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Reproduction of the sociality of young middle class men and women in therapist-client relationship in Turkey

Akçin, Yiğit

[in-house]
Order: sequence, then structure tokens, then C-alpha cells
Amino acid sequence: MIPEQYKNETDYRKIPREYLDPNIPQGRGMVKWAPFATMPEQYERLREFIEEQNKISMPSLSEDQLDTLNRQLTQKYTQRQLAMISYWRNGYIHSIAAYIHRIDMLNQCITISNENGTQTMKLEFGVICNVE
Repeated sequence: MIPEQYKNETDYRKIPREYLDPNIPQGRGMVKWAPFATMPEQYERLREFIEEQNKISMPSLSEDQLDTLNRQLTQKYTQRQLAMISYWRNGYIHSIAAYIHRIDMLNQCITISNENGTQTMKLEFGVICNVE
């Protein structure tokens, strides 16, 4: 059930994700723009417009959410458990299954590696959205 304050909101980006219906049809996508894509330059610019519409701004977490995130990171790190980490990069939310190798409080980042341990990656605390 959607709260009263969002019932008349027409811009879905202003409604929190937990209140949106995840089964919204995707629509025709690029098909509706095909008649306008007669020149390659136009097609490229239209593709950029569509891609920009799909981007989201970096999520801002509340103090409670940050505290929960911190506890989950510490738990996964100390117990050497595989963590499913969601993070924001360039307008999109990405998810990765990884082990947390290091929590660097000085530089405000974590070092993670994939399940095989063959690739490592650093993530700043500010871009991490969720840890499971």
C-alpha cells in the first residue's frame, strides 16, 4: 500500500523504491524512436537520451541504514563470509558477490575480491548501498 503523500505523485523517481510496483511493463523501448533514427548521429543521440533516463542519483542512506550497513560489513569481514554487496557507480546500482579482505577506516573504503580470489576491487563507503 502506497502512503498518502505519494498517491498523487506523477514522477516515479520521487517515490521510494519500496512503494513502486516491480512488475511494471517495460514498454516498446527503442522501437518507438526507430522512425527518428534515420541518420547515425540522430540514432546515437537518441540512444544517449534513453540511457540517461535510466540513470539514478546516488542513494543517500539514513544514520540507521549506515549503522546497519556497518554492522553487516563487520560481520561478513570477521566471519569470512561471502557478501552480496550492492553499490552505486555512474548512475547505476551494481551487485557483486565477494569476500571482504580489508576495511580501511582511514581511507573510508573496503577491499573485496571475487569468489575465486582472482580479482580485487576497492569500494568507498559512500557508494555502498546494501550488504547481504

Therapeutic practice became popular in the last 20 years especially among younger generations in Turkey. While concept of “therapy culture” was at the forefront of the analyses, sociality of the direct relationship between therapist and client was understudied in sociological literature. Based on in-depth interviews with four therapists and nine young therapy clients, this study aims to understand how therapeutic practice and the social is entrenched within their dyadic relationship. By taking therapeutic experience of mostly white-collar clients between age of 23 and 35, the study asks how sociality of young middle class men and women, in Turkey, is reproduced in therapy. The study shows that therapeutic practice has three main functions that can be distinguished based on the legitimacy of the pain that clients endure. In the case of young middle classes, the function of providing support for the “weak” and “unfit” come to the fore while therapists and clients construct the clinic as a safe zone in which clients can express their vulnerability. Sociality of the clients become visible in recognition of oppressors within the social surrounding of client and therapists’ attentiveness to resources available to client before and during the process. This sociality helps to form a partnership between therapist and client, while another facilitating factor is similarity of their class backgrounds. Consequently, this partnership provide the main reference for the self-comfort that client would like to develop outside the clinic. Furthermore, referred vulnerabilities within this zone are experienced differently along the lines of gender.